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Training writing form with the tactile ABC

Playfully improve illegible handwriting

What makes legible writing? What counts here is not that the letters look like they are printed, but that each letter is easily recognisable.

From the first word to legible writing

When children start writing, the letters still look rather wobbly, just like a child's first steps. However, so that what is written is legible for everyone, newly learned letters are transferred again and again to the lines provided and should look as much as possible like the printed original. This tracing is important for children in the first step, in order to get to know the appearance and the proportions of the letters. However, when it comes to actual writing, the focus should not be on perfect form, but on legibility.

What is the difference between shapely and legible?

Legible writing is characterised by the fact that letters can be clearly and quickly recognised, i.e. read, even by third parties. This is possible if the decisive characteristics of a letter are observed. For example, an E consists of a long stroke with three shorter strokes across it, which start at the top, middle and bottom. These are the characteristics of the letter E; if these are adhered to, the letter is legible even if the middle cross stroke slips slightly up or down or the cross strokes are not perfectly flush with the long stroke. These are individual tolerance ranges, which can be found in every adult handwriting and in the end make up the personal handwriting. Therefore, this development should not be prevented in children, even if the handwriting may not be perfect by definition. Rather, it is important to make the child understand when a letter is legible and recognizable and when it is no longer. For example, an E with only two horizontal strokes easily becomes an F.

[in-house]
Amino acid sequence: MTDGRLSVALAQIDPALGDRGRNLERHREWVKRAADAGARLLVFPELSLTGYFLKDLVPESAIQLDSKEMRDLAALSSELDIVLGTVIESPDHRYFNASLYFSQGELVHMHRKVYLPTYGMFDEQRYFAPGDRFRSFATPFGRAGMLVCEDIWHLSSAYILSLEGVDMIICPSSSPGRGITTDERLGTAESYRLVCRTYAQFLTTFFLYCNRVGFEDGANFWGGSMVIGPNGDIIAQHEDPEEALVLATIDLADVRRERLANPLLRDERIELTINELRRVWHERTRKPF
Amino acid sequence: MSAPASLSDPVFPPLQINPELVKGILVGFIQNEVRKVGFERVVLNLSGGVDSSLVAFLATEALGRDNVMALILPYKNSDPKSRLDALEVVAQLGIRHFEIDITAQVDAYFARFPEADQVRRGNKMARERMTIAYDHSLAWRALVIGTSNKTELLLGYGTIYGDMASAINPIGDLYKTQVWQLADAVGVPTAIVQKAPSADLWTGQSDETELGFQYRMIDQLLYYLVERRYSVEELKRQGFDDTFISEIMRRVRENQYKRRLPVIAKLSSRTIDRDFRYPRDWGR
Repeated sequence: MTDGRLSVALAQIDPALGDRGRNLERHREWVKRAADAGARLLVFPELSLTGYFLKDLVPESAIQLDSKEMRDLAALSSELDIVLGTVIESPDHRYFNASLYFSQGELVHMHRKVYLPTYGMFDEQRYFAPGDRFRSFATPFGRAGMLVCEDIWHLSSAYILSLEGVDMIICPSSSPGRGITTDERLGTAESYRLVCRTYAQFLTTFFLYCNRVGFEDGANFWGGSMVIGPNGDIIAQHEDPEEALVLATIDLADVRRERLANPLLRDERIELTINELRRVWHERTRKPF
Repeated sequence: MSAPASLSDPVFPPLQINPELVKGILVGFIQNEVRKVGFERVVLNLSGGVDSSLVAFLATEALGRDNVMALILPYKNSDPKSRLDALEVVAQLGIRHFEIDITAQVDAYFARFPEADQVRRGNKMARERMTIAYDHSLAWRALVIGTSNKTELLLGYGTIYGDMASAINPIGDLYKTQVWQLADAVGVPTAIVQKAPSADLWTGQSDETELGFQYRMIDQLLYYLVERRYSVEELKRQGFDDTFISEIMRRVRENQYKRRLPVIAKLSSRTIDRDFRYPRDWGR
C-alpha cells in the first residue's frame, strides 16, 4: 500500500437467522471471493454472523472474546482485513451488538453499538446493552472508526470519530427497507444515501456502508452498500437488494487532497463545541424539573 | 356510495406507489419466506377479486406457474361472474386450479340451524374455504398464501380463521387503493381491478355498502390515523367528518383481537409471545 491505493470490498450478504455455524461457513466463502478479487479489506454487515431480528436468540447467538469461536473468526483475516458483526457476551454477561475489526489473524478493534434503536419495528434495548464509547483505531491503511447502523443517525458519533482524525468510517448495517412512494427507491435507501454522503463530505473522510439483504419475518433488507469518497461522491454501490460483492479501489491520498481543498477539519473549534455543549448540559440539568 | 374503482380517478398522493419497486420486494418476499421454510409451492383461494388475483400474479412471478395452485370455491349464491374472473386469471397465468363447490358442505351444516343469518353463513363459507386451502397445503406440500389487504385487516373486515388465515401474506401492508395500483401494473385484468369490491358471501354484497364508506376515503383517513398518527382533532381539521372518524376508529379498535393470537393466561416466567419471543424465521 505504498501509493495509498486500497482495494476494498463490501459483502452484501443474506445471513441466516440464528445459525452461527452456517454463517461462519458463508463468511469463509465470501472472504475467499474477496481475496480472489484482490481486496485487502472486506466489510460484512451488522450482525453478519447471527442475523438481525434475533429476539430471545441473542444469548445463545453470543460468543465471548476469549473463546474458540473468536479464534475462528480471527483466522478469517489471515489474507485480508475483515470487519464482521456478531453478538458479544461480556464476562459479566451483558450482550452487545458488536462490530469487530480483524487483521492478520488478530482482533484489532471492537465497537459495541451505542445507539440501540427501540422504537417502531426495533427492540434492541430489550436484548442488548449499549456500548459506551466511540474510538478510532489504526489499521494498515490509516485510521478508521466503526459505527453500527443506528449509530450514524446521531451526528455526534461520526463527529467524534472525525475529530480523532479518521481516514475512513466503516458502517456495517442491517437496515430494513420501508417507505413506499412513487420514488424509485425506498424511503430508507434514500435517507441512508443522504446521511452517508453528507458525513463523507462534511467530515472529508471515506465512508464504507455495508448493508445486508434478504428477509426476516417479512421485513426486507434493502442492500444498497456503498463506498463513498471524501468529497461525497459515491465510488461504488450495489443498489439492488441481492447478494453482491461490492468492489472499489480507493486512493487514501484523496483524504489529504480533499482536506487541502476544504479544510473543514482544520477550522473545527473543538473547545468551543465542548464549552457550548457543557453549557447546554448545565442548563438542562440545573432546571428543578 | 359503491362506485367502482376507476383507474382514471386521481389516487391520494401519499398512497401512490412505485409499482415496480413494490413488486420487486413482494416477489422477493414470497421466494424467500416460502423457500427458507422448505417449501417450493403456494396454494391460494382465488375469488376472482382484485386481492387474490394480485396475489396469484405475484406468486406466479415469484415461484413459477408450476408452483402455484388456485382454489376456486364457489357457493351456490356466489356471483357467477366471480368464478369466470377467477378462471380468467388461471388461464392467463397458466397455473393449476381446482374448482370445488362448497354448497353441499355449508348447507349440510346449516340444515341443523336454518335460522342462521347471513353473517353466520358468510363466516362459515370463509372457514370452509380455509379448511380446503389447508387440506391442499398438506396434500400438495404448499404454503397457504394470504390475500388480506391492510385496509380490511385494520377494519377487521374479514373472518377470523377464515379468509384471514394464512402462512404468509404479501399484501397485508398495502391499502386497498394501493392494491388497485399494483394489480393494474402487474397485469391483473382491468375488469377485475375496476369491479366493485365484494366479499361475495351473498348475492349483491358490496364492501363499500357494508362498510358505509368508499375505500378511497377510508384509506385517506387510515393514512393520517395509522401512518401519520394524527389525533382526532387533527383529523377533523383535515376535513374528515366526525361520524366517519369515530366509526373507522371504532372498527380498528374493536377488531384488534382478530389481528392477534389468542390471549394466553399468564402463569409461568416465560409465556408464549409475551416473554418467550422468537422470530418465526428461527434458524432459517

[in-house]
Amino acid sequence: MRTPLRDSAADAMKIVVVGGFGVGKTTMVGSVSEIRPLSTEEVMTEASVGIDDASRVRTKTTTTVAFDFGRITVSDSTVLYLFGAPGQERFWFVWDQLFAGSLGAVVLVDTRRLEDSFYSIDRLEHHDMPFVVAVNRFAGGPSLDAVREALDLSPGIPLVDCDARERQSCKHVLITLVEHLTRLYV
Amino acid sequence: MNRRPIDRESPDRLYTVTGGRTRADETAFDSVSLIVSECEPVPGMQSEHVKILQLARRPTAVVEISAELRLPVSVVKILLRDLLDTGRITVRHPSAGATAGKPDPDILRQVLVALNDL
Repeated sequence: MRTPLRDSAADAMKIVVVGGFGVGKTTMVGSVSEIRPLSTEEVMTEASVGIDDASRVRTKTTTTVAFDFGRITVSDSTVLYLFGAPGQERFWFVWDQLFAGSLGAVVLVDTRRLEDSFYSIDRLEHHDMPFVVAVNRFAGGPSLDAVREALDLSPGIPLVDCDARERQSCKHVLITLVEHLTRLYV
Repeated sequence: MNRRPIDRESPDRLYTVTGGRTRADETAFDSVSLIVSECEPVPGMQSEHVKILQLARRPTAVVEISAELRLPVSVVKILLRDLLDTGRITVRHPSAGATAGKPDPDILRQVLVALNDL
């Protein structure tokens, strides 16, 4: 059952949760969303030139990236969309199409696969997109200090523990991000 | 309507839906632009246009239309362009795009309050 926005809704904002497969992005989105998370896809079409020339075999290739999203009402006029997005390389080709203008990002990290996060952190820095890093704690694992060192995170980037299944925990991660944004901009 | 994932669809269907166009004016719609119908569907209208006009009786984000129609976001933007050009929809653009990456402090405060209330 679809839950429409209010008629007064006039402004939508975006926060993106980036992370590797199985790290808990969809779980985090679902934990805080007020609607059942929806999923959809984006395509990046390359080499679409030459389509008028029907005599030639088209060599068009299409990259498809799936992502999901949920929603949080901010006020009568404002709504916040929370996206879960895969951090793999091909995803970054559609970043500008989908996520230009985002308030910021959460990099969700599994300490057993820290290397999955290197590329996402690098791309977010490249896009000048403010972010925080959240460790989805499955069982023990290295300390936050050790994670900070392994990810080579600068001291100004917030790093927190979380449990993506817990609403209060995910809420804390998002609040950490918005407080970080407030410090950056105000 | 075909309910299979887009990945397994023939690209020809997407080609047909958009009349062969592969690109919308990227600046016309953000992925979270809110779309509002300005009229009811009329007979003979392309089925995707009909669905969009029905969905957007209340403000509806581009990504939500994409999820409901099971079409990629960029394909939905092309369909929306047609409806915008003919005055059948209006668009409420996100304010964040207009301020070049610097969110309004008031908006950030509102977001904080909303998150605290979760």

The basic shapes of the letters as an aid: the tactile ABC

Once the basic shapes and characteristics of the letters have been internalised, the foundation for legible, automated handwriting is laid. Through playful exercises in which children learn to internalise the shapes of letters, legible handwriting is promoted. For the tactile ABC game from our video, children first draw individual letters of the ABC on different materials. The letters can be placed and traced from the five basic letter shapes. Materials that work well include sandpaper, cardboard, and fabric. The letters are then cut out. In this way, the children get to grips with the letter shapes before the actual game begins. Now the finished tactile ABC is covered with a cloth and the children take turns selecting, feeling and naming the letters underneath. Then the children show their letter to all the other players. Is the answer correct? If yes, how was the letter recognised, if no, how can it be recognised next time? The shapes of the letters are internalised very well through the use of the senses and are memorised. This helps with writing!